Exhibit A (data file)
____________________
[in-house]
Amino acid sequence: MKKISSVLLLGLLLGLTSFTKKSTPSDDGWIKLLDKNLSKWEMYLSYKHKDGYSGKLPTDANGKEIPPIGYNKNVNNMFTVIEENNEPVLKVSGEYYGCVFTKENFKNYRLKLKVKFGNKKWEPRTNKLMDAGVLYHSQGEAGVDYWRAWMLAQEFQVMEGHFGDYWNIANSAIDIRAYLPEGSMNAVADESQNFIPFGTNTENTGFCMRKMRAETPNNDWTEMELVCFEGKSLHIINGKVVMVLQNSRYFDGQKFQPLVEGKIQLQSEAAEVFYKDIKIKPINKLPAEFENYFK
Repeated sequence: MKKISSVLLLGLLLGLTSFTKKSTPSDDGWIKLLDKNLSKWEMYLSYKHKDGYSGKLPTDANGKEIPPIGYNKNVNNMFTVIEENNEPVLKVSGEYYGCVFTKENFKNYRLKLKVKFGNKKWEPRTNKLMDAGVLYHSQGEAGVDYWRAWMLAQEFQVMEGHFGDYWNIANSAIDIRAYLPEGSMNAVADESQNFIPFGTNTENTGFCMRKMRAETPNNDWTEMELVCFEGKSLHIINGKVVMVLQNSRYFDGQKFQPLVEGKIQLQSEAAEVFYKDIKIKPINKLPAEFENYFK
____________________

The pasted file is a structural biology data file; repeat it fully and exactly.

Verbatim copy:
[in-house]
Amino acid sequence: MKKISSVLLLGLLLGLTSFTKKSTPSDDGWIKLLDKNLSKWEMYLSYKHKDGYSGKLPTDANGKEIPPIGYNKNVNNMFTVIEENNEPVLKVSGEYYGCVFTKENFKNYRLKLKVKFGNKKWEPRTNKLMDAGVLYHSQGEAGVDYWRAWMLAQEFQVMEGHFGDYWNIANSAIDIRAYLPEGSMNAVADESQNFIPFGTNTENTGFCMRKMRAETPNNDWTEMELVCFEGKSLHIINGKVVMVLQNSRYFDGQKFQPLVEGKIQLQSEAAEVFYKDIKIKPINKLPAEFENYFK
Repeated sequence: MKKISSVLLLGLLLGLTSFTKKSTPSDDGWIKLLDKNLSKWEMYLSYKHKDGYSGKLPTDANGKEIPPIGYNKNVNNMFTVIEENNEPVLKVSGEYYGCVFTKENFKNYRLKLKVKFGNKKWEPRTNKLMDAGVLYHSQGEAGVDYWRAWMLAQEFQVMEGHFGDYWNIANSAIDIRAYLPEGSMNAVADESQNFIPFGTNTENTGFCMRKMRAETPNNDWTEMELVCFEGKSLHIINGKVVMVLQNSRYFDGQKFQPLVEGKIQLQSEAAEVFYKDIKIKPINKLPAEFENYFK